Moving up to 1947, the sixteen-piece GeorgeTreadwell Orchestra accompanies Sassy on threemagnificent performances. I Cover TheWaterfront had been recorded by many othersingers during the previous fifteen years but thisversion is difficult to top. Vaughan's perfectcontrol, her subtle variations on the melody andher essaying of the unexpected key changes arequite a feat, sounding much easier than it reallyis. Sassy was the first to record Tenderly and thisrendition (which starts out as a waltz) was herfirst hit, remaining in her repertoire for manyyears. Don't Blame Me has Vaughan sticking tothe words but making many surprising choices ofnotes, almost completely reinventing the melodyand showing that she could do practicallyanything with her voice.
As 1947 progressed, Sarah Vaughan wasoften featured with large anonymous orchestrasarranged by Ted Dale. She stretched herselfbeyond jazz, most notably on Sometimes I FeelLike A Motherless Child. It has often been saidthat Sassy could have sung opera if the times hadbeen different and that had been her choice.
One can hear the potential on this emotionalperformance. But fortunately for jazz andpopular music, opera was not in Sassy's future.
I Can't Get Started and Alec Wilder'sTrouble Is A Man benefit from Vaughan'sinterpretations even if the backing is sometimes abit eccentric. Love Me Or Leave Me (originallyassociated with Ruth Etting) has a prominentrole for Sam Musiker's clarinet along with aparticularly colorful arrangement. Sassy displaysher powerful voice on a medium-slow The Man ILove, creating some remarkable intervals duringthe last part of the song. The double-timingdrum patterns of Cozy Cole set the atmospherefor I Get A Kick Out Of You while Vaughansounds exuberant during The One I LoveBelongs To Somebody Else, neglecting themeaning of the melancholy words in favour ofthe joy of singing with that voice of hers. It'sYou Or No One, a song that Doris Dayintroduced, is taken at a slower tempo thanusual with Sassy joined by Richard Maltby'sorchestra.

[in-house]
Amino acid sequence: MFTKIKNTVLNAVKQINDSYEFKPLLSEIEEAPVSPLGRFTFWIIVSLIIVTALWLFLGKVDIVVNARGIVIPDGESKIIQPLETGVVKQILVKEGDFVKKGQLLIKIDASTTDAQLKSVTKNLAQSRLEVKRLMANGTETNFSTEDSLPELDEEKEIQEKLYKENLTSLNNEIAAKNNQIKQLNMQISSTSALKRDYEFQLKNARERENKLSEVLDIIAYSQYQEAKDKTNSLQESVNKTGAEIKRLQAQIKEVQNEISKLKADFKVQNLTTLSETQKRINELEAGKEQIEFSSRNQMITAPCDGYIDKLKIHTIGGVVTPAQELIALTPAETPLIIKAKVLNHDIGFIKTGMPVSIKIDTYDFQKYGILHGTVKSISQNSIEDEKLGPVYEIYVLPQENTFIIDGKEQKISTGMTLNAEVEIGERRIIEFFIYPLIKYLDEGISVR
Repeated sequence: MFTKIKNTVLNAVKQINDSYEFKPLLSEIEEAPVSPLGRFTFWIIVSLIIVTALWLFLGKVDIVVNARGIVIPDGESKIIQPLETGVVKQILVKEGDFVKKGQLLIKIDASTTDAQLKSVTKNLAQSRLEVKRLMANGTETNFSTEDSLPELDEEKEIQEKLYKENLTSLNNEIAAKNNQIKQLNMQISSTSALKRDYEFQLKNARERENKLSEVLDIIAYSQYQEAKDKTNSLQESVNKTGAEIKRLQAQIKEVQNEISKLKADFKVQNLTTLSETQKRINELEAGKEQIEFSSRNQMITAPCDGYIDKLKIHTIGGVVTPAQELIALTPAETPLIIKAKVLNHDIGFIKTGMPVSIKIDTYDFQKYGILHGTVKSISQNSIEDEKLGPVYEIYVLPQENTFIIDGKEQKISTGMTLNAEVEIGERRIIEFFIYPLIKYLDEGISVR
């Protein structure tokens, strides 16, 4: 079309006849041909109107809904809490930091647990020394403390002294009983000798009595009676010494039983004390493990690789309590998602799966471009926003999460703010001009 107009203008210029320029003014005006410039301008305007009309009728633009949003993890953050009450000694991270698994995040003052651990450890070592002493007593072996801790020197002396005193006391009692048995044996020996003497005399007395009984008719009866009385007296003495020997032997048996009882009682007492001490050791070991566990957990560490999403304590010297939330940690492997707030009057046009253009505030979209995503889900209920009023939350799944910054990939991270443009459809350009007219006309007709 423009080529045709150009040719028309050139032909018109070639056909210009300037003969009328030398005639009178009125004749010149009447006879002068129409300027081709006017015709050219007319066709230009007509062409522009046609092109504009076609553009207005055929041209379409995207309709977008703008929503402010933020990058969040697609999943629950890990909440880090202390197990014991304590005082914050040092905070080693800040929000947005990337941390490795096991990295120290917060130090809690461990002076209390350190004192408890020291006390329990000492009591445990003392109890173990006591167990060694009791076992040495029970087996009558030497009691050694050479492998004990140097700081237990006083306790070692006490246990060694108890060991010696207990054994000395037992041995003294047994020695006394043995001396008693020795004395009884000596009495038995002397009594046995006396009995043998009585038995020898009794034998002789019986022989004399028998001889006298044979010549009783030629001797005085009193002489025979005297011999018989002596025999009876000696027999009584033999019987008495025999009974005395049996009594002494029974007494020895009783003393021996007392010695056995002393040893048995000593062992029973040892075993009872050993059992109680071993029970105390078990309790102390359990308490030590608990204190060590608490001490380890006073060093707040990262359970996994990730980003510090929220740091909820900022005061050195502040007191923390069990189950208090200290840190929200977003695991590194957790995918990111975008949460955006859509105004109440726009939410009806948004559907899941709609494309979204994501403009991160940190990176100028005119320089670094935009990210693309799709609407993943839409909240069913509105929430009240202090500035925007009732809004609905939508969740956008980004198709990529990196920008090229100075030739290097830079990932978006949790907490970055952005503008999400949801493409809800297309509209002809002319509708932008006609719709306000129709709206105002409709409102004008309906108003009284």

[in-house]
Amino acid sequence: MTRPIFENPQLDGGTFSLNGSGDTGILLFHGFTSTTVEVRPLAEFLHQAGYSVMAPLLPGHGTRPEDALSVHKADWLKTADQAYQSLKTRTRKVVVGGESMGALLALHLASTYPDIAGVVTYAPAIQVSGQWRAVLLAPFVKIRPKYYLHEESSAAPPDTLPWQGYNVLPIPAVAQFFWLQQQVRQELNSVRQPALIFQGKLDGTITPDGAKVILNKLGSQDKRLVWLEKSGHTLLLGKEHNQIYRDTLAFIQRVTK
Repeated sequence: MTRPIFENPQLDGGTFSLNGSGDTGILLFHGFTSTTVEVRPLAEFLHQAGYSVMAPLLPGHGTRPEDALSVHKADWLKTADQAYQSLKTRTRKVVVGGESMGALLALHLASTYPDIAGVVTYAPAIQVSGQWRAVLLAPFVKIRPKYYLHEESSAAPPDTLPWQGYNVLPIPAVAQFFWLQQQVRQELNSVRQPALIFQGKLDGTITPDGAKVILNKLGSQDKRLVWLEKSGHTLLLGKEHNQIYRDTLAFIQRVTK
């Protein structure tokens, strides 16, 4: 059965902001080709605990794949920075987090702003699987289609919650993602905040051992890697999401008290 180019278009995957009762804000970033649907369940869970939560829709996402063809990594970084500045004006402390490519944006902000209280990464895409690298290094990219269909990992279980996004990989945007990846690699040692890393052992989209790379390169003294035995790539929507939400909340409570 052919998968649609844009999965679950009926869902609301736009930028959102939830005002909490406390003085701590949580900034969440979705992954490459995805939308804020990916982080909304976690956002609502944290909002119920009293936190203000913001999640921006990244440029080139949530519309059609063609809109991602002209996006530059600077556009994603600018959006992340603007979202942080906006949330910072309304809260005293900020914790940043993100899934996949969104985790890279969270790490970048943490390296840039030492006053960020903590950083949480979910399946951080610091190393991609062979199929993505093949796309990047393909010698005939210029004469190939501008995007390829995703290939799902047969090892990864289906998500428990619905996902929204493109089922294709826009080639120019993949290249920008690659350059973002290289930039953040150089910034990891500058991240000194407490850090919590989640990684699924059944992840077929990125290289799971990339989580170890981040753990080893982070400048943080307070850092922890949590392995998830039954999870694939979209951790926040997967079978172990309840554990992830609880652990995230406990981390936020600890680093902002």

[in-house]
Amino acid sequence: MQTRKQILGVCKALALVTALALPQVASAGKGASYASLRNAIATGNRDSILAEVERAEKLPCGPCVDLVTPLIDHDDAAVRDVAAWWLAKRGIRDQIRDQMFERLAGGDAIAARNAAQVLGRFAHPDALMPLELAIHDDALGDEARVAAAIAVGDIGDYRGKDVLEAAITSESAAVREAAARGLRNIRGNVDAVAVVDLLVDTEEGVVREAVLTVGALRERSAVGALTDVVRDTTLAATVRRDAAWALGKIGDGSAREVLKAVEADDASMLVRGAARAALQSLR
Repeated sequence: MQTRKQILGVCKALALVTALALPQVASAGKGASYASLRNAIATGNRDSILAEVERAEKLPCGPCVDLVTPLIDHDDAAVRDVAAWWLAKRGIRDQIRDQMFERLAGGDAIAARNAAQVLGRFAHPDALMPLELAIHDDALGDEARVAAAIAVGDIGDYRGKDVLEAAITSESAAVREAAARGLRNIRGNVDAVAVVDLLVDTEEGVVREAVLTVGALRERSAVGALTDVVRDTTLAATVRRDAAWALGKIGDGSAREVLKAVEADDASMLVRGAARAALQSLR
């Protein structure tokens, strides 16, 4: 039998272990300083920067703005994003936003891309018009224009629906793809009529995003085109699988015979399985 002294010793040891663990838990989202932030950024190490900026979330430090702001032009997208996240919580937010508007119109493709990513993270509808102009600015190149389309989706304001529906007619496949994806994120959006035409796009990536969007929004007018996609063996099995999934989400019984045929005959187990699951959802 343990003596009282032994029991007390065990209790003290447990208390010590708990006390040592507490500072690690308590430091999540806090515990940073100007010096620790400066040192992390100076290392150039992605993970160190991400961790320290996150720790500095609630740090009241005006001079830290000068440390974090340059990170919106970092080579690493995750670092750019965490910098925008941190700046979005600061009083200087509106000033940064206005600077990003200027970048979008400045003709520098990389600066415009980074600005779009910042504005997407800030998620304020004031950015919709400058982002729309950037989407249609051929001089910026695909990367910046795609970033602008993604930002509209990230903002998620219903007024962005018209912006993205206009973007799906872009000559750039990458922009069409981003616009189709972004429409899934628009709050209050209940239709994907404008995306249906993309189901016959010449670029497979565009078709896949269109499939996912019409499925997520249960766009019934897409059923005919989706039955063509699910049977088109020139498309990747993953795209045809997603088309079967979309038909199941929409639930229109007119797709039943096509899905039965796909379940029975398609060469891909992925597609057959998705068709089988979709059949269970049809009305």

For her last session of 1947 before arecording strike kept musicians off recordsduring much of 1948, Vaughan is backed by ajazz quartet that includes pianist Jimmy Jonesand guitarist John Collins. She swings happilyduring What A Difference A Day Made a dozenyears before Dinah Washington had her gianthit, and puts plenty of feeling into Once In AWhile. These performances give listeners a goodidea what it sounded like to see Sarah Vaughanin clubs during this period.
While the recording strike resulted in fewrecords being made in 1948, there were someunusual attempts that involved only singers andno union musicians. For what would be her finalMusicraft date, Vaughan is joined by the EarlRodgers Choir for a cappella versions of therecently composed Nature Boy (a minor hit forSassy but a major one at the same time for NatKing Cole) and a unique version of I'm GladThere Is You. These are rather unusual andhaunting performances that are Vaughan's onlystudio recordings of 1948.
To end this programme on a swinging note,Vaughan is heard once again with Ted Dale'sorchestra on the happy I Feel So Smoochie.
In 1949, the singer signed with the Columbialabel, a major step forward in her rise tointernational stardom. Up until the time of herdeath on 3 April 1990, she was one of the topattractions in jazz. Even fifteen years after herdeath, few vocalists have come close to reachingthe heights of the great Sarah Vaughan.Scott Yanow
Author of 8 jazz books including Jazz On Film, Swing,Bebop, Trumpet Kings and Jazz On Record 1917-76"